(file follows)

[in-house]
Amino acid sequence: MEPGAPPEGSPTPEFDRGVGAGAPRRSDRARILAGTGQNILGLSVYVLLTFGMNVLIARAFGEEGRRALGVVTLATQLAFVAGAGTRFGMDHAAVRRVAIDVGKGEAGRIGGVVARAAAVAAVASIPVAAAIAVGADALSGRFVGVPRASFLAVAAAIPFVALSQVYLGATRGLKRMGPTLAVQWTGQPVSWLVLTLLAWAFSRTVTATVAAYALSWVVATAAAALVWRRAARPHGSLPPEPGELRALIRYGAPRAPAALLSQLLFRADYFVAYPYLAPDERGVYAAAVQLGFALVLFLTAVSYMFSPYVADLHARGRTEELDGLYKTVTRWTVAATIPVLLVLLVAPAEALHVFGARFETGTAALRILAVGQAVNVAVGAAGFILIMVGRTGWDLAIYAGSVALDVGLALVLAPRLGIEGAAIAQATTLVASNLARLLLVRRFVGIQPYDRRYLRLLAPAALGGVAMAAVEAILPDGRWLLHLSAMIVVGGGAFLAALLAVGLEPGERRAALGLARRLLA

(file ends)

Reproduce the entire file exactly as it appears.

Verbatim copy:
[in-house]
Amino acid sequence: MEPGAPPEGSPTPEFDRGVGAGAPRRSDRARILAGTGQNILGLSVYVLLTFGMNVLIARAFGEEGRRALGVVTLATQLAFVAGAGTRFGMDHAAVRRVAIDVGKGEAGRIGGVVARAAAVAAVASIPVAAAIAVGADALSGRFVGVPRASFLAVAAAIPFVALSQVYLGATRGLKRMGPTLAVQWTGQPVSWLVLTLLAWAFSRTVTATVAAYALSWVVATAAAALVWRRAARPHGSLPPEPGELRALIRYGAPRAPAALLSQLLFRADYFVAYPYLAPDERGVYAAAVQLGFALVLFLTAVSYMFSPYVADLHARGRTEELDGLYKTVTRWTVAATIPVLLVLLVAPAEALHVFGARFETGTAALRILAVGQAVNVAVGAAGFILIMVGRTGWDLAIYAGSVALDVGLALVLAPRLGIEGAAIAQATTLVASNLARLLLVRRFVGIQPYDRRYLRLLAPAALGGVAMAAVEAILPDGRWLLHLSAMIVVGGGAFLAALLAVGLEPGERRAALGLARRLLA